When I arrived at my childhood home on the Wednesday night before Thanksgiving, my mother had France24’s English-language news on. I joked that France24 should be boycotted in her house, since they turned her daughter down for a job. She was perplexed – I guess I hadn’t told her that a little over a year ago, I interviewed – in French! – for an entry-level job on the English language desk of France24’s news bureau. Remarkably, I passed that interview with flying colors. After we talked, the Human Resources manager thought I was such a shoo-in that she took me on an extra tour of the newsroom and introduced me to everyone there. Then she brought me back to her office, sat me in front of a computer, and told me that the next step was to take a timed news quiz, which my would-be boss would assess before inviting me back for a second interview.
I bombed that quiz in a way I haven’t bombed anything since getting a 43% on a chemistry test in tenth grade. In the first part, I had to identify eight political figures with two or three sentences each. I got Bashar al-Assad and Robert Mugabe correct but drew a blank on the one American and five European names. Apparently most were members of various EU government bodies. I can’t even keep track of what the various EU government bodies are called, let alone who their members are.
I don’t think I did as awfully on the rest of the quiz as I did on the first part, but who knows. I had to create a headline and write a script and translate a French article into English, and it all seemed a little too easy, so maybe I didn’t fully understand the assignment. In any case, I did badly enough that the head of the English-language desk did not even want to interview me – for an entry-level position editing footage from the field and archive into simple news packages.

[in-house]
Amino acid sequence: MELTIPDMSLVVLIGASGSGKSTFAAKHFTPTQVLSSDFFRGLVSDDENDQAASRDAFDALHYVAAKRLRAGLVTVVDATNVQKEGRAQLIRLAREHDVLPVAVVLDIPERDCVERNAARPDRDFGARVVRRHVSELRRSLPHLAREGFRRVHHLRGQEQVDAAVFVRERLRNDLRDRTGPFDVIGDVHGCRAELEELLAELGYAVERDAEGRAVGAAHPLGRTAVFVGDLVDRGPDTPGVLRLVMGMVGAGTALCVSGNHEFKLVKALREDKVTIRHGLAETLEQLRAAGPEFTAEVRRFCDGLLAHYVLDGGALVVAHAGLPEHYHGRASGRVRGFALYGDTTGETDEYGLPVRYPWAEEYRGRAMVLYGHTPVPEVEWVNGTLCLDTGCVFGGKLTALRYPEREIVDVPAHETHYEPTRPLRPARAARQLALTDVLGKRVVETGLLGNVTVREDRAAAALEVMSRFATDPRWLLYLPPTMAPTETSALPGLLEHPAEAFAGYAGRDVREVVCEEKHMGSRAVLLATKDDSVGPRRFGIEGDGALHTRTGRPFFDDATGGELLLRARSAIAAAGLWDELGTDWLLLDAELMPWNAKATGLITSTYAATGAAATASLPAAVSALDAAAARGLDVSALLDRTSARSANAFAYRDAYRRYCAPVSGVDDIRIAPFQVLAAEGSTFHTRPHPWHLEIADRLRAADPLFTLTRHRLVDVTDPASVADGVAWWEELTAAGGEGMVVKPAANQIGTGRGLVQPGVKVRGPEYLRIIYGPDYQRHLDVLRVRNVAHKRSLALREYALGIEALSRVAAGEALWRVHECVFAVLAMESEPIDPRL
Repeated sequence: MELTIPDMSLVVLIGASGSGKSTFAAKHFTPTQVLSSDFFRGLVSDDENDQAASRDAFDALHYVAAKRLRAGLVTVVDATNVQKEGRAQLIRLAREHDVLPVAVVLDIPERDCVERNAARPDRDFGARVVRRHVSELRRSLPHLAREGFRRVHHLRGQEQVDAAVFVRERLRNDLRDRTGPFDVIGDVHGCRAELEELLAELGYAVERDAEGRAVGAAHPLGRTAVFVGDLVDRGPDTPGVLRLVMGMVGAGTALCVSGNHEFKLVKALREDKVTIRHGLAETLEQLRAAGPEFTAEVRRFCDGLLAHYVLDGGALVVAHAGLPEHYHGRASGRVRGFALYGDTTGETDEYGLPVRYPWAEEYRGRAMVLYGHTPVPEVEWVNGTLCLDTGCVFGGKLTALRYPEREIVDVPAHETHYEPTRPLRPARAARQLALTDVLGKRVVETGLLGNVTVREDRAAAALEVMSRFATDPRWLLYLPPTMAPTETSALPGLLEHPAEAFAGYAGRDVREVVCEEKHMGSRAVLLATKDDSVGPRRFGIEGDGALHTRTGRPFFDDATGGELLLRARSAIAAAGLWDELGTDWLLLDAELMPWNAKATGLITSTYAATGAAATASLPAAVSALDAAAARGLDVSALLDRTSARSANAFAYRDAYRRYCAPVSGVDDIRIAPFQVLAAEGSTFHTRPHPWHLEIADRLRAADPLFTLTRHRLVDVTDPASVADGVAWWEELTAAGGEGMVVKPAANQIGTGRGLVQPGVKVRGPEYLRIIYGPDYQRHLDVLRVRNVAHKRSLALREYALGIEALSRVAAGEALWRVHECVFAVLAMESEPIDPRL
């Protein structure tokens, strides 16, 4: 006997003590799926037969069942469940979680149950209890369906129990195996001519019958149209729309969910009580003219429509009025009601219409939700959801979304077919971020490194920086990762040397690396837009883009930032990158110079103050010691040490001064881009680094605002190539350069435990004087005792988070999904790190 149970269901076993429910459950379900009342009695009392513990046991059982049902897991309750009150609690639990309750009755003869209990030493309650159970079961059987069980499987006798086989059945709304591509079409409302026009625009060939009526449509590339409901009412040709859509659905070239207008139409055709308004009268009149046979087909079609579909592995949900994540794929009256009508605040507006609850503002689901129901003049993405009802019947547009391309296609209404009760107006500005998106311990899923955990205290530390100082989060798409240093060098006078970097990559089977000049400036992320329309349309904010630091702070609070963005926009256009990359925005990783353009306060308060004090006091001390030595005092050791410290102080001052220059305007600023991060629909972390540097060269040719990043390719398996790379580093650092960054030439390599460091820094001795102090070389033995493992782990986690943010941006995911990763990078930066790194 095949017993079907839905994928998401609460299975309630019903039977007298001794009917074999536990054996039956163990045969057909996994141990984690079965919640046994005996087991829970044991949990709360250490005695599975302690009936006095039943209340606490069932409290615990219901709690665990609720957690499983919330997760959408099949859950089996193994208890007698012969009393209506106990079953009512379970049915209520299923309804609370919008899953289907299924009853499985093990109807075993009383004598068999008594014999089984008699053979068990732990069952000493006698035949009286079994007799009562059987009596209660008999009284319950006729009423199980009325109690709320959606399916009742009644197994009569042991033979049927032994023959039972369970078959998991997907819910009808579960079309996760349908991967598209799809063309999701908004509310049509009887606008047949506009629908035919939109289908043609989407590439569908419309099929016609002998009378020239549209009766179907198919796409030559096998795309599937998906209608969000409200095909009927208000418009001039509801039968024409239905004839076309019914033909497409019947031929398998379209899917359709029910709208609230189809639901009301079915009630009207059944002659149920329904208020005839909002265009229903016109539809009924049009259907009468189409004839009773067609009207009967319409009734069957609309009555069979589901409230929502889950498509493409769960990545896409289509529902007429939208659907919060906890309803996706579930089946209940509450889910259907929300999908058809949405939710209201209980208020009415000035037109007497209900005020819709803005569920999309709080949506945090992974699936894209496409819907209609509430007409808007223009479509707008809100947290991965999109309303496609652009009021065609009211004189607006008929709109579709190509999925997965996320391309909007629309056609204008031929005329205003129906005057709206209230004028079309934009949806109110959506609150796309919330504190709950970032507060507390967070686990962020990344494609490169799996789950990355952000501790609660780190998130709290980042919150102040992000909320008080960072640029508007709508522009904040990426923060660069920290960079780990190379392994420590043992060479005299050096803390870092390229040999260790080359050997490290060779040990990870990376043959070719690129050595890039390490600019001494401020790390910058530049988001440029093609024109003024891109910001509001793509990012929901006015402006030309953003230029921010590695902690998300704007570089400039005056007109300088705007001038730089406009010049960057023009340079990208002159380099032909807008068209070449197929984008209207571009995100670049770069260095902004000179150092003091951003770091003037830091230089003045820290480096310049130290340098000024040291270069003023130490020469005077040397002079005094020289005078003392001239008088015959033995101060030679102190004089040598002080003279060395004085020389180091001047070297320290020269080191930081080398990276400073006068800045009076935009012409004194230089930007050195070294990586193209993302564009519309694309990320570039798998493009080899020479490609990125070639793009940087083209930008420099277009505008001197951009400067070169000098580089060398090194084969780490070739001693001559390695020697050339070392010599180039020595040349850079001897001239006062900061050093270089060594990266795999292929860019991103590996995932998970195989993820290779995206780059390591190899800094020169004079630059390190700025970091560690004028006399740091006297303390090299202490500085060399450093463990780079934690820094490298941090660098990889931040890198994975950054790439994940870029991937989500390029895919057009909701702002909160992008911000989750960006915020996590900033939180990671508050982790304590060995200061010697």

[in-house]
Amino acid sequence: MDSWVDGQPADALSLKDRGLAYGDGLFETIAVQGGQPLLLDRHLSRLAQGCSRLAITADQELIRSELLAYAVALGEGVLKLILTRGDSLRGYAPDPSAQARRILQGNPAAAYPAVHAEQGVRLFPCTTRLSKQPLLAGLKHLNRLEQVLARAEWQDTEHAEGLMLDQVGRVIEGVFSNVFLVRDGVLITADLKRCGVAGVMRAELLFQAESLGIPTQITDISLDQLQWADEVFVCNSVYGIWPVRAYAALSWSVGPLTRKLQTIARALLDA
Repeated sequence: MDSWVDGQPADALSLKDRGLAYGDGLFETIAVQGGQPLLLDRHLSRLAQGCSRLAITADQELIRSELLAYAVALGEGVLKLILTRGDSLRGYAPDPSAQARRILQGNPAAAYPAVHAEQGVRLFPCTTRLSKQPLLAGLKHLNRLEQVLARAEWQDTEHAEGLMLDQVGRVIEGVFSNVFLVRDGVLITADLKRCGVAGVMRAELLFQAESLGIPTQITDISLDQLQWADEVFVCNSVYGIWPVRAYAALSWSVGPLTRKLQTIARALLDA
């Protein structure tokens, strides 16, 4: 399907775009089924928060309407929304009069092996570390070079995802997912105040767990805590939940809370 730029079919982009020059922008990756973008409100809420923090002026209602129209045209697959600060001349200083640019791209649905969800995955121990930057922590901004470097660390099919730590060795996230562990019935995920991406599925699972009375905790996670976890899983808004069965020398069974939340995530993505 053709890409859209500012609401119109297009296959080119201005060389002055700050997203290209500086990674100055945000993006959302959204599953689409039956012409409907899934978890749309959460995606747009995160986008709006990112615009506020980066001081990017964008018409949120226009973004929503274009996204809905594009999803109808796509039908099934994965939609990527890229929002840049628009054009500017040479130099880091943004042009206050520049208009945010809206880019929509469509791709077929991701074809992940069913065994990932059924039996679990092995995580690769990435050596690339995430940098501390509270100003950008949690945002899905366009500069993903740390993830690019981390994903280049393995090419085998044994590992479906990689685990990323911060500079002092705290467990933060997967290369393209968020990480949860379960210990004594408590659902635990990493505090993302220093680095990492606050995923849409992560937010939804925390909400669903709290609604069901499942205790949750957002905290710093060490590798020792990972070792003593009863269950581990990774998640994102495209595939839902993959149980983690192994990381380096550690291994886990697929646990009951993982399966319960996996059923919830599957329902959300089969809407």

On Wednesday night, I told my mother this story and concluded, “That was my last shot at a decent paying job in France and had I gotten it, I would probably still be living there.” And then my mind boggled. While at the time it felt like a tragedy to lose that job opportunity, not one thing about my life would have been better than it is now, had I stayed in France. Yes, I’d be speaking better French, but at what cost? I’d be working in news – which is clearly not my thing – rather than documentary, I’d be working in an entry-level poorly paid position, and who knows what kind of hovel I’d be living in. I’d have foregone the countless hours of time with dear family and friends that have sustained me since I’ve been back in the United States. And I’d have failed to reroute myself in a direction that makes any sense at all for my future or my mental health. It would have been fun in the short term but a dead end in the long term, prolonging my weird European stasis indefinitely.
The timing of this realization was perfect. It happened almost exactly one year after I heard back from France24 with the news that I wouldn’t be receiving a follow-up interview, and it happened right before a holiday that is all about gratitude.
So I began Thanksgiving counting my blessings. Thank goodness I failed that news quiz. It cleared the way for the rest of my life to begin.
[The photo is from the Hilma af Klint exhibit at the Guggenheim, one of the things I’m so glad I was back in New York to see.]
2 thoughts on “A moment of thanksgiving”
Continue to love your posts, and thanks for introducing me to Hilma (note, not Hilda) af Klint, as I hadn’t known of her work before!
Thanks, Deirdre, and thanks for the correction! Making that edit in the post now. I don’t know why but I have a mental block with her name – I’ve made this same mistake twice now. Anyway, I hadn’t known about her work before either but I am so glad I discovered it through the exhibit.